Wang, Yong, and Jaitrong (2018) - While we cannot confirm from limited samples in this study that Rhopalomastix species are specialized colonists of particular species or families of trees, we observed that trees where Rhopalomastix can be found are typically of wide girth, with relatively thick layers of bark, inner layers often succulent and fairly moist. Trees with dry, cracked layers of bark are unlikely to harbour Rhopalomastix. It is also notable that many colonies sampled in this study were found living in close association with armored scale insects (diaspidids) (G.W.J. Yong, pers. comm.). It has been surmised that the ants rear these scale insects in their nests, and feed on proteins and/or waxy compounds secreted by the latter to build their protective armour or shields (Peeters et al. 2017; Yong et al. 2018, in press). Mutualistic relationships between ants and diaspidids have been observed and recorded in Melissotarsus, the Afrotropical cousin of Rhopalomastix from the same tribe (Peeters et al. 2017). Much more awaits to be uncovered on the biology, behaviour, and systematics of this unique but poorly-studied bark-dwelling ant genus in Southeast Asia.

Life History Traits

  • Mean colony size: ? (Greer et al., 2021)
  • Compound colony type: not parasitic (Greer et al., 2021)
  • Nest site: arboreal (Greer et al., 2021)
  • Diet class: ? (Greer et al., 2021)
  • Foraging stratum: arboreal (Greer et al., 2021)



Worker Morphology

Explore: Show all Worker Morphology data or Search these data. See also a list of all data tables or learn how data is managed.

• Antennal segment count: 10 • Antennal club: 2 • Palp formula: 1,1; 0,1 • Total dental count: 2-4 • Spur formula: 0, 0 • Eyes: 11-100 ommatidia • Pronotal Spines: absent • Mesonotal Spines: absent • Propodeal Spines: absent • Petiolar Spines: absent • Caste: none or weak • Sting: present • Metaplural Gland: present • Cocoon: absent

Male Morphology

Explore: Show all Male Morphology data or Search these data. See also a list of all data tables or learn how data is managed.

 • Antennal segment count 12 • Antennal club gradual • Palp formula 1,1 • Total dental count 0 • Spur formula 0, 0


The following information is derived from Barry Bolton's Online Catalogue of the Ants of the World.

  • RHOPALOMASTIX [Myrmicinae: Melissotarsini]
    • Rhopalomastix Forel, 1900a: 24. Type-species: Rhopalomastix rothneyi, by monotypy.

Unless otherwise noted the text for the remainder of this section is reported from the publication that includes the original description.

Wang, Yong, and Jaitrong (2018)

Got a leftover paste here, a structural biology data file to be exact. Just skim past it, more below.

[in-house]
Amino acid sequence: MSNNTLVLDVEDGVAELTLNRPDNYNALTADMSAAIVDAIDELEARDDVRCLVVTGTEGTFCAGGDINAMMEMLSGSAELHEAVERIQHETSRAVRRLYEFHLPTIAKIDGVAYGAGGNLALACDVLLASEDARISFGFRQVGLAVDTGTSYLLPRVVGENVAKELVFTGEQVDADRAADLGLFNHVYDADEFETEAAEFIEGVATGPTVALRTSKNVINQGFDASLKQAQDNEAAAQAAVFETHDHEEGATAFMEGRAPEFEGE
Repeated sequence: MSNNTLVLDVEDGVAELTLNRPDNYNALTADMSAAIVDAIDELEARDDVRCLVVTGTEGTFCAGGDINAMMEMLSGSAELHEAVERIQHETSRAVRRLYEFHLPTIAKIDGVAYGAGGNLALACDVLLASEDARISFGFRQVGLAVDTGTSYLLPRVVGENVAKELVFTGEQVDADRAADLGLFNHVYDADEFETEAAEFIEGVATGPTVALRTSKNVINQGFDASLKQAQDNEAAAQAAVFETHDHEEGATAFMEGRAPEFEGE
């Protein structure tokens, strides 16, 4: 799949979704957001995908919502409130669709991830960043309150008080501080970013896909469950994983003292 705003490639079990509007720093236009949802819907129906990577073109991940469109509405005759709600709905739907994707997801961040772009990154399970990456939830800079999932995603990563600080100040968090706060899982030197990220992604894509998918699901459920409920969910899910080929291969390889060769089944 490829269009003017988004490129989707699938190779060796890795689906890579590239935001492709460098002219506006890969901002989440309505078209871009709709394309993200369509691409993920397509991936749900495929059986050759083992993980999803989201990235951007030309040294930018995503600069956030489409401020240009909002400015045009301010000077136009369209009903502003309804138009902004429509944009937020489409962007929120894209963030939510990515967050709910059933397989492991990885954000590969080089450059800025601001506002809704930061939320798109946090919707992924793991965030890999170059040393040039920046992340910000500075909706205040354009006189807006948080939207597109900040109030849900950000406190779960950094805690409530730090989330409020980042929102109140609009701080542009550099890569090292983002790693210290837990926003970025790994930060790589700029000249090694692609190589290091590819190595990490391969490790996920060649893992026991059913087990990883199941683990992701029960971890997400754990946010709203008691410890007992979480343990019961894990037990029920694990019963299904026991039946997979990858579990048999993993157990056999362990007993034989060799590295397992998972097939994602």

Worker Total length approximately 1.59–2.62 mm, HL 0.39–0.58, HW 0.36–0.56. Worker monomorphic with variation in size. Head in full-face view subrectangular or subquadrate; frontal carina and antennal scrobe weak; frontal lobes touching or separated only by a narrow longitudinal impression. Median portion of anterior clypeal margin weakly convex anteriorly and projected forward slightly from lateral clypeal margin, lined with minute denticles. Mandible short, subtrapezoidal, its masticatory margin with a few teeth, usually one large apical tooth, a smaller pre-apical tooth, and 2-3 minute, reduced denticles. Antenna with 10 segments, antennal club 2-segmented; antennal scape short, extending a little beyond midlength of head when laid backwards; antennal funiculus flattened in appearance. Eye relatively large, with 5–6 ommatidia in the longest axis, located well in front of midlength of side of head. Mesosoma box-shaped; promesonotal suture absent dorsally; metanotal groove absent; propodeum unarmed; metapleural gland bulla large; propodeal lobe reduced and indistinct. Procoxa subtriangular and anteriorly expanded into smooth and rounded lobe. Fore- and hind femora extremely widened and flattened distally. Petiole nodiform, with relatively high node, anteroventrally with well-developed subpetiolar process, globular in dorsal view. Postpetiole much shorter than high, broadly attached to anteriormost portion of gaster. Gaster in dorsal view elliptical in shape, first gastral tergite much larger compared to the rest.

Queen Differing from associated workers in the following characteristics: body slightly larger; eye very large in size (>100 ommatidia); ocelli present; promesonotal suture deeply impressed; metapleuron large, in profile view rounded subrectangular, with distinct metapleural furrow that is oblique and linear, directed posterodorsally. Sculpturing on head usually weaker than in worker. Clypeus usually with two pairs of erect hairs—one pair of setae on the median anterior clypeal margin, another pair of longer hairs closer to the posterior clypeal margin.

Male Head including eye in full-face view rounded or broadly ovate. Eye extremely large (>100 ommatidia) and bulging; ocelli relatively larger than in queen. Mandible reduced and nub-like; clypeus in profile strongly projected from anterior margin of head. Ventrolateral corner of head roundly convex. Antenna 12-segmented, without obvious antennal club, scape very short. Mesosoma elongate, not box-shaped. Petiole sometimes similar to that in worker but relatively longer than high, anterior margin always longer than posterior, in dorsal view, petiole including anterior face subcylindrical. Subpetiolar process besides distal anteroventral point typically lighter in colour and more translucent than adjacent sclerites. Postpetiole relatively flat, broadly attached to anteriormost portion of gaster; gaster elliptical in dorsal view. Hairs on dorsum of mesosoma usually most abundant on mesoscutum, sparser or absent on mesoscutal disc and propodeum.